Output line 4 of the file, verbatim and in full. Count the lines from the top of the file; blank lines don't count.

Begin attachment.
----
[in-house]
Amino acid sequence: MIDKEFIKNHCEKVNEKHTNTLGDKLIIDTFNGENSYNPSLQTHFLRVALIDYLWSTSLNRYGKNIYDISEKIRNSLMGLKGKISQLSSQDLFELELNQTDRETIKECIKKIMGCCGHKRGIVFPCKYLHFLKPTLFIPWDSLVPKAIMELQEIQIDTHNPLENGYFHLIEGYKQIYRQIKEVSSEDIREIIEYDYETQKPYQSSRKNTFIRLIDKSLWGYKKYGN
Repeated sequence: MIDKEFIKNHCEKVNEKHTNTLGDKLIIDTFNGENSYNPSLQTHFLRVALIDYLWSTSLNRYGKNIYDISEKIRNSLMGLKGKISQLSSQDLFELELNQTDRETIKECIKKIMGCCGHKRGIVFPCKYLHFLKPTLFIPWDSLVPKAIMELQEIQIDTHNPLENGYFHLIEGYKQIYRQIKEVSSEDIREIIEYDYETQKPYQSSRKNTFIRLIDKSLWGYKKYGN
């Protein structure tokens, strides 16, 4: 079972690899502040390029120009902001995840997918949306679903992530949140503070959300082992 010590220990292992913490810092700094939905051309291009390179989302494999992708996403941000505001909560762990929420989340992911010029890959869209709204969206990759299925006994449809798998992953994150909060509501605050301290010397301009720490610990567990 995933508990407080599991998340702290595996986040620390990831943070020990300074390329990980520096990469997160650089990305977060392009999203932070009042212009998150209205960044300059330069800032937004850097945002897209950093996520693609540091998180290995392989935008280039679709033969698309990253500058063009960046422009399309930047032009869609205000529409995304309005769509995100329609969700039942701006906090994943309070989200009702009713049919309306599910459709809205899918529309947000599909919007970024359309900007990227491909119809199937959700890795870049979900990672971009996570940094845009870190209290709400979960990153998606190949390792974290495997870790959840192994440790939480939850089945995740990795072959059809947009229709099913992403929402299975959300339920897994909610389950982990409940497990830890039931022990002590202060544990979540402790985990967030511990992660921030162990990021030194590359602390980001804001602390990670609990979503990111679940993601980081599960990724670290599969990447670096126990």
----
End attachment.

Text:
């Protein structure tokens, strides 16, 4: 079972690899502040390029120009902001995840997918949306679903992530949140503070959300082992 010590220990292992913490810092700094939905051309291009390179989302494999992708996403941000505001909560762990929420989340992911010029890959869209709204969206990759299925006994449809798998992953994150909060509501605050301290010397301009720490610990567990 995933508990407080599991998340702290595996986040620390990831943070020990300074390329990980520096990469997160650089990305977060392009999203932070009042212009998150209205960044300059330069800032937004850097945002897209950093996520693609540091998180290995392989935008280039679709033969698309990253500058063009960046422009399309930047032009869609205000529409995304309005769509995100329609969700039942701006906090994943309070989200009702009713049919309306599910459709809205899918529309947000599909919007970024359309900007990227491909119809199937959700890795870049979900990672971009996570940094845009870190209290709400979960990153998606190949390792974290495997870790959840192994440790939480939850089945995740990795072959059809947009229709099913992403929402299975959300339920897994909610389950982990409940497990830890039931022990002590202060544990979540402790985990967030511990992660921030162990990021030194590359602390980001804001602390990670609990979503990111679940993601980081599960990724670290599969990447670096126990």